Los Angeles (AFP) - Lance Armstrong has agreed to pay $5 million in order to settle his looming federal fraud case stemming from his use of performance-enhancing drugs during the Tour de France, his lawyers confirmed Thursday.
The former cycling superstar was due to face a trial next month over claims that he defrauded the US government when he doped while racing for his United States Postal Service-sponsored team.
"Lance Armstrong today announced that he has settled the long-running False Claims Act case brought against him by former cyclist Floyd Landis and the U. S. Postal Service," a statement from Armstrong lawyer Elliot Peters said.
"This ends all litigation against Armstrong related to his 2013 admission that during his career as a professional cyclist he had used performance enhancing substances."
The Washington Post reported Armstrong will also pay $1.65 million to cover the legal costs of former team-mate and whistleblower Landis.
The Postal Service and Landis had sought around $100 million in damages from Armstrong in the trial which was due to get under way on May 7.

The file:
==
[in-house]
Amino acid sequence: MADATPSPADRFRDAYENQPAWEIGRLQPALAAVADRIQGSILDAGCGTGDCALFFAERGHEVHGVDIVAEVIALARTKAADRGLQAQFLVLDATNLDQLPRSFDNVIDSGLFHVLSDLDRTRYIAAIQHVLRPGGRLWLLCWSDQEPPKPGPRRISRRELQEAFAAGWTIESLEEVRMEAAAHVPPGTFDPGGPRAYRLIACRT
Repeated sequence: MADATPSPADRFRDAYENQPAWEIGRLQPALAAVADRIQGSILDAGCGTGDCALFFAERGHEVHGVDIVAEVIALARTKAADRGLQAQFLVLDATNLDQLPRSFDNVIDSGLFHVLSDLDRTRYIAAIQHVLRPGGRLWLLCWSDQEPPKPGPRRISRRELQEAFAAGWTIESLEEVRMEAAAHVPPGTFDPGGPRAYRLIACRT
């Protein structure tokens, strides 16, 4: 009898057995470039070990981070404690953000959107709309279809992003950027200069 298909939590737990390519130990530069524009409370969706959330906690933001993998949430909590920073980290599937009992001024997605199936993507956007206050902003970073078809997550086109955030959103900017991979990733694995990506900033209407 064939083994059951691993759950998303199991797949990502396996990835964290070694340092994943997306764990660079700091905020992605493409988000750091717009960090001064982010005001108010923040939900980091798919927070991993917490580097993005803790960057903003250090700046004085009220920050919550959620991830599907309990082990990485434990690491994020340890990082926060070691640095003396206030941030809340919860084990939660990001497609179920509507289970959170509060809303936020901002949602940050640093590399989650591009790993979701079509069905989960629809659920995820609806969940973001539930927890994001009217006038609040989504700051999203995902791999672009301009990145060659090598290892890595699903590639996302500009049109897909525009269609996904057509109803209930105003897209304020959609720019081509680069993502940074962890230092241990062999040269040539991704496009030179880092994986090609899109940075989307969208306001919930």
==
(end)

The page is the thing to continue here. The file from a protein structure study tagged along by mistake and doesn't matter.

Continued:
"I am glad to resolve this case and move forward with my life," Armstrong said in a statement.
"I am particularly glad to have made peace with the Postal Service. While I believe that their lawsuit against me was without merit and unfair, I have since 2013 tried to take full responsibility for my mistakes, and make amends wherever possible.
"I rode my heart out for the Postal cycling team, and was always especially proud to wear the red, white and blue eagle on my chest when competing in the Tour de France. Those memories are very real and mean a lot to me."
The fallen US cycling star had battled back from cancer to win cycling's most prestigious race, the Tour de France, a record seven consecutive times between 1999 and 2005.
Although rumours of drug use swirled around Armstrong throughout his career, he never failed a test.
However his reputation imploded when the United States Anti-Doping Agency wrapped up an investigation which concluded he had been at the heart of a sophisticated doping program throughout his career.
Armstrong later confessed to using performance-enhancing drugs and was banned from all competitions for life and stripped of his seven Tour titles.